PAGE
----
Oakwood physicians prepare for EPIC transition

It was after 4 p.m. and most of the doctors who filed into the conference room at Oakwood Heritage Hospital in Taylor had already put in a full day. They had one more important task ahead of them, though, and they were volunteering their time to do it: preparing for the future.

The members of the Physician Workflow Design Team (PWDT), led by Karen Weaver, MD, meet twice a month to go over the forms and procedures that doctors in the Oakwood Healthcare System will use as they make the transition to the EPIC electronic medical records (EMR) software this year. Beginning in August, Oakwood will adopt the system designed to streamline patient information and integrate new technology, providing for more efficient and safe patient care.

“It’s a very diverse group,” said Matthew Zimmie, MD, medical director of information technology for Oakwood Healthcare of the PWDT. “It’s pretty unique what we’re doing here. We’re bringing in physicians from different disciplines.”

The EPIC software will allow a doctor to spend more time with his or her patient and less time doing paperwork. The new system will provide faster community with patients, who will be able to go online for medication renewals, to send an email to their physician or to follow up on recommended readings from their doctor. It will also give them access to their medical data no matter where they may be. It also means that nothing will be handwritten any longer, said Zimmie. Physician orders—including prescribed medications—will be electronically entered. For example, medication will have bar codes that match the patient’s wrist band to ensure patients get the correct medication. All documentation within EPIC will be electronic—and therefore legible to all physicians, nurses, and everyone else.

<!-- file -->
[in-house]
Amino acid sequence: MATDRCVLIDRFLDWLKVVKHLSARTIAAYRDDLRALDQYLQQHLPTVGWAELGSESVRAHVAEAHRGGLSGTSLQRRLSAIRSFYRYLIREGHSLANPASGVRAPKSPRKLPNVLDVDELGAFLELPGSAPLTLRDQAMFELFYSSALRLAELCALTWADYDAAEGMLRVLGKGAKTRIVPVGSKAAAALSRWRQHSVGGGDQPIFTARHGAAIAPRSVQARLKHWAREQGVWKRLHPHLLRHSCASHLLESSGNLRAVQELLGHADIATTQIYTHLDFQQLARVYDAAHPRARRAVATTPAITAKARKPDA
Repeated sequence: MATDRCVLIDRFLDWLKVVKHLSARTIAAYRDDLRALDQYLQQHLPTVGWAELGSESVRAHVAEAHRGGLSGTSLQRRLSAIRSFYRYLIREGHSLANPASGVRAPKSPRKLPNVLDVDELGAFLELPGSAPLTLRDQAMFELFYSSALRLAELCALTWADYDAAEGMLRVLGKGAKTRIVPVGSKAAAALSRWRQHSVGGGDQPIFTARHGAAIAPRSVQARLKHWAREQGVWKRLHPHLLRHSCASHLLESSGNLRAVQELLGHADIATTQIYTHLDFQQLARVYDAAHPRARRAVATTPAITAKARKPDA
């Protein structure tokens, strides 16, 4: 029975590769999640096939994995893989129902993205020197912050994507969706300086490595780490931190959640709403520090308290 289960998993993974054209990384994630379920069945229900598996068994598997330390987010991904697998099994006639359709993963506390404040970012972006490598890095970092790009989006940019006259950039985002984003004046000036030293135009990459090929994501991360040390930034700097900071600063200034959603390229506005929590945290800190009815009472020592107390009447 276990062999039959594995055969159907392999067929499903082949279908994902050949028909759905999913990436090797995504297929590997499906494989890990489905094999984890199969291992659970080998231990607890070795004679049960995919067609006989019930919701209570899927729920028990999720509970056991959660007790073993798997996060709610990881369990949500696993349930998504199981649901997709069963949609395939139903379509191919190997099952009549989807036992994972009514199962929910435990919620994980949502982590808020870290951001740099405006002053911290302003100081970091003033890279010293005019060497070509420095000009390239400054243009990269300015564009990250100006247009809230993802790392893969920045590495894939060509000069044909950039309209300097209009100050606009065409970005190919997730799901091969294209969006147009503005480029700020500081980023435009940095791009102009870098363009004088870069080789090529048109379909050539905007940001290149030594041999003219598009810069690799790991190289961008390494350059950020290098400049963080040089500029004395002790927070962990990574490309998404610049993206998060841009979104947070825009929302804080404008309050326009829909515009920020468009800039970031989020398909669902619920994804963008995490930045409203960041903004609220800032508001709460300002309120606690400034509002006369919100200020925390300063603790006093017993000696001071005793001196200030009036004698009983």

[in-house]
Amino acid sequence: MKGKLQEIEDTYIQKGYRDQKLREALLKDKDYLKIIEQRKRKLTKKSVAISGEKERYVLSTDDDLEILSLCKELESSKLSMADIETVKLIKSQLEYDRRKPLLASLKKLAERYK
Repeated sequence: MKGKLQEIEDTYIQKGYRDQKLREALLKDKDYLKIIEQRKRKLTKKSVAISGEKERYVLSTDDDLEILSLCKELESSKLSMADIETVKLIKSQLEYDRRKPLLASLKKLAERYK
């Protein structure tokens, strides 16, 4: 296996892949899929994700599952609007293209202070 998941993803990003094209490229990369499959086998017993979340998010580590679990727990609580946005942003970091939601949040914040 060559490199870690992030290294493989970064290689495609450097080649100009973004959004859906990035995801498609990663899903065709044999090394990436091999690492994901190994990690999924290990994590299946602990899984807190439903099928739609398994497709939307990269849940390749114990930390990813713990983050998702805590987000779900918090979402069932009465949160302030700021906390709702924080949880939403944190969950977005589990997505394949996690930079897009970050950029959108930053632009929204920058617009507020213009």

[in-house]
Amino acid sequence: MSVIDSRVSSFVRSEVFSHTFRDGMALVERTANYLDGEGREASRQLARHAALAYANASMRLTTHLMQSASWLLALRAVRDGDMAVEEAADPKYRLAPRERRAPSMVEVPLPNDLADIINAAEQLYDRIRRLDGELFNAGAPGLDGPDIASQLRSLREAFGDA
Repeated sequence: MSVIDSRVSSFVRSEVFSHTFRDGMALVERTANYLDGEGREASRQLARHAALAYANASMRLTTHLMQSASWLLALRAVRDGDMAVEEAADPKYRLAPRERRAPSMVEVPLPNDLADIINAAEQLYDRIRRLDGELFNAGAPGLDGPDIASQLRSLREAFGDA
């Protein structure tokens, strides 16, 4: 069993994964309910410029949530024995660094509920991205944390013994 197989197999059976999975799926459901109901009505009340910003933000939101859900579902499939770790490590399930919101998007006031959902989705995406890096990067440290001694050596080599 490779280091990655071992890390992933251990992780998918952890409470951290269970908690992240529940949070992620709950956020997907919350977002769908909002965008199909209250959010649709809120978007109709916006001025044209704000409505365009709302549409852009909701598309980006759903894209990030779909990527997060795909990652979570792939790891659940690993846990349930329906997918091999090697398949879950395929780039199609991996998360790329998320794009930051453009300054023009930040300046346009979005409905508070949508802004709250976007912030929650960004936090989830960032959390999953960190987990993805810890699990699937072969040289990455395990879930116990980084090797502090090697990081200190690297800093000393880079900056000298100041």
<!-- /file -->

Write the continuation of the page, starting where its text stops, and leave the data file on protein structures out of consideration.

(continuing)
“These are three huge steps in the direction of improved quality and safety of care for our patients,” said Zimmie.

The new technology needed to implement the change will begin arriving this month. Oakwood will begin the monumental task of training more than 7,000 physicians, nurses and support staff that will require it in April, through a training HQ that will be in operation for 18 hours a day, six days a week. The Oakwood Hospital & Medical Center (OHMC) in Dearborn will be the first site to go live with the new software in August, and the other three acute-care hospitals in the Oakwood systems will be phased in after that.

“It will be a big change, but it’s well worth the effort,” said Joe Kleber, MD, a member of the PWDT. An emergency doctor based out of the Oakwood Southshore Medical Center and part-time IT consultant, too, he is very familiar with the EPIC software and electronic medical records. “As far as EMR goes, the EPIC system is by far the best there is.”